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Below the Radar of Domestic Abuse: Financial Disempowerment of Women, a Silent Homewrecker
Category :- Feature Author :- L J KINGAH 
Posted on August 3, 2020, 10:36 am
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Income inequalities between men and women are still very rife around the world. Generally, men earn more than women. In a marriage surrounding, this inequality may translate to profoundly serious problems and contribute to the escalation of domestic abuse by the high earning spouse against the one low-earning partner.

Domestic violence

Finance-related domestic violence has become a common form of abuse which is eating up homes, causing infidelity, divorce, adultery, and other marital issues. Given that men are mostly the perpetrators and women victims, empowering women’s financial strength will be a better way to curb this ill.

Research has proven that women are most likely to fall victim to finance-related domestic violence in situations where they earn less than their husbands. Sometimes, victims might be unaware that they are undergoing finance-related domestic violence.

Perpetrators use violence to gain power and control in a relationship. According to nndev.org, “The forms of financial abuse may be subtle or overt but in general, include tactics to conceal information, limit the victim’s access to assets, or reduce accessibility to the family finances.”

Finance-related abuse nurtures emotional, physical, and sexual abuse. It is intended, sometimes indirectly to manipulate, intimidate, and threaten the victim to stay in the relationship. It, however, differs from one relationship to the other. There are relationships where financial abuse is the order of the day from the beginning but in others, it shows up when the “survivor” is attempting to quit or has left. This is when issues of differences in income levels, property ownership among others step in.

Domestic violence

According to research, 99% of domestic violence is financial abuse. Lack of enough income may force victims to continue to stay in the relationship even as they are fully aware of its toxicity. They may find the violence more bearable than the uncertainty of the penury that they may fall into after quitting the marriage. Most often, the women may have no legal support to enable them to demand alimony from their ex-husbands.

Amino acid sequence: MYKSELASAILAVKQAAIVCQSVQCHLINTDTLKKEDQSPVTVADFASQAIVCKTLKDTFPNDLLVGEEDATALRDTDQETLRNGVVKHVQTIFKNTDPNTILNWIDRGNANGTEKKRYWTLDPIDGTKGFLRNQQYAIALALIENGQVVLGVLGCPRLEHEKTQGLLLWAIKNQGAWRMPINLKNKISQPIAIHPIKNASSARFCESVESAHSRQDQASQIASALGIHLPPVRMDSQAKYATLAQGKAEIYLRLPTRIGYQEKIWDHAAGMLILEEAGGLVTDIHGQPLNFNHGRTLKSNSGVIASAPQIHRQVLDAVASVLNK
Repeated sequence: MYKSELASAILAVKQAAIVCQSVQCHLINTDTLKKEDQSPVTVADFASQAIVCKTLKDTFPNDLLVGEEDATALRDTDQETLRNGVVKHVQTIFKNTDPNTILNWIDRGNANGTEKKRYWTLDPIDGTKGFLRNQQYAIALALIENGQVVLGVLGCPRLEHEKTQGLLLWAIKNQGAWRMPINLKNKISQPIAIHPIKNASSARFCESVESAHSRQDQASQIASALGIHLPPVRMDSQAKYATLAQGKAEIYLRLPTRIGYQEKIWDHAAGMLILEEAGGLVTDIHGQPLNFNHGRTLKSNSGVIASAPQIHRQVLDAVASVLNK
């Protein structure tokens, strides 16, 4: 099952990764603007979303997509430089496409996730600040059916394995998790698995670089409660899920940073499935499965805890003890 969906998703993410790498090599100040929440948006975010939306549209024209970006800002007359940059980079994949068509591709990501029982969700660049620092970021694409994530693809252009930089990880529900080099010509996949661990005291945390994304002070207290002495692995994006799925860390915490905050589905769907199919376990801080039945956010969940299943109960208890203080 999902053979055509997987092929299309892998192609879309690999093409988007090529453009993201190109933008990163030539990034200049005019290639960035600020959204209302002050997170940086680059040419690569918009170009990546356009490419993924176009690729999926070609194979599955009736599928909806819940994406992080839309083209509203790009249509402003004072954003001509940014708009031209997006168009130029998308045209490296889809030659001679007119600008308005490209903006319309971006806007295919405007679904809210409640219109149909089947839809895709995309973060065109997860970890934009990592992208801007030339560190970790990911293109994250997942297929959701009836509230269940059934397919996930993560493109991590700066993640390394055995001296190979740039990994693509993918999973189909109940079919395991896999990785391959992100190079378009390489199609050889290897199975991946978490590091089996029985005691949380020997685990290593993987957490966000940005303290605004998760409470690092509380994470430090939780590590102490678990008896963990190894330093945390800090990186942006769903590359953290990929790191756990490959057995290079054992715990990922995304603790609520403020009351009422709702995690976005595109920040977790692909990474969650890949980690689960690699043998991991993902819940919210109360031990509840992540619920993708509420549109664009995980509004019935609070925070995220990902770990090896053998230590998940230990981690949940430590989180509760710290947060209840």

Finance-related domestic abuse occurs across all socio-economic, educational, racial, and ethnic groups around the globe.

LeGideon Newspaper spoke to a few women in the streets of Yaounde on finance-related violence. Among them was a woman who divorced three months. She pleaded anonymity for personal security reasons. We will call her Leila. She is 39 years old and a mother of three. She got married at the age of 26.

Having married as a Master II student, she had a part-time job as a teacher but it was nothing compared to her husband who was a public servant, earning over three hundred thousand francs per month besides running a poultry farm and other petty business on the sidelines. She joined him in the poultry venture, but she was never made to feel like she was part of the business ownership.

 “I was skeptical when he said we should get married because I had no job. But since he promised that I will continue my education and later find a job I changed my mind. Unfortunately for me, I got no stable job after repeatedly going in for competitive exams but failed.” Her marriage, she said, started on well. “I won’t lie, it was a marriage like none for seven years but suddenly, it turned sour.” recounted Leila.

 “It all started jokingly with a, ‘can’t you even buy children’s clothes for once, mummy?’ But look at where we are today,” she lamented.

Stop Domestic Violence

She said she soon became a beast of burden for her husband. She was never for once respected and whenever she wanted to leave, her now ex-husband would threaten her with children’s custody, the percentage in property distribution, shelter, and feeding, among others. She added that she now lives in poverty but happy and far from the financial abuse and trauma she was forced to endure.

It should be noted that to gain control of victims, abusers sometimes forbid the victim to work, sabotage their work or employment opportunities. They strictly control how money is spent. However, for fears of homelessness, starvation, and mockery victims stick with the abusers.

Since the men have a higher percentage of income than women, they take advantage of the privilege because they cover financial expenses and as such vent their stress, frustration, anger on their spouses. The women become nothing but manipulatable tools in the hands of their husbands.

To compound matters, some victims find it unable to quit because of the bride price that her family collected from the man which in many cases must be refunded should she decide to divorce her husband.

Domestic violence

The government and organizations committed to ending domestic abuse must not mitigate the role of spousal income inequalities in the escalation of the problem. As such, there is an urgent need to empower women with income generating activities that can enable them to contribute substantially to the family purse.

Empowering women financially will equally limit men’s stress, frustration and anger engendered by being the lone breadwinner and which often lead to a host of problems such as infidelity, domestic abuse, and the breakdown of marriages.

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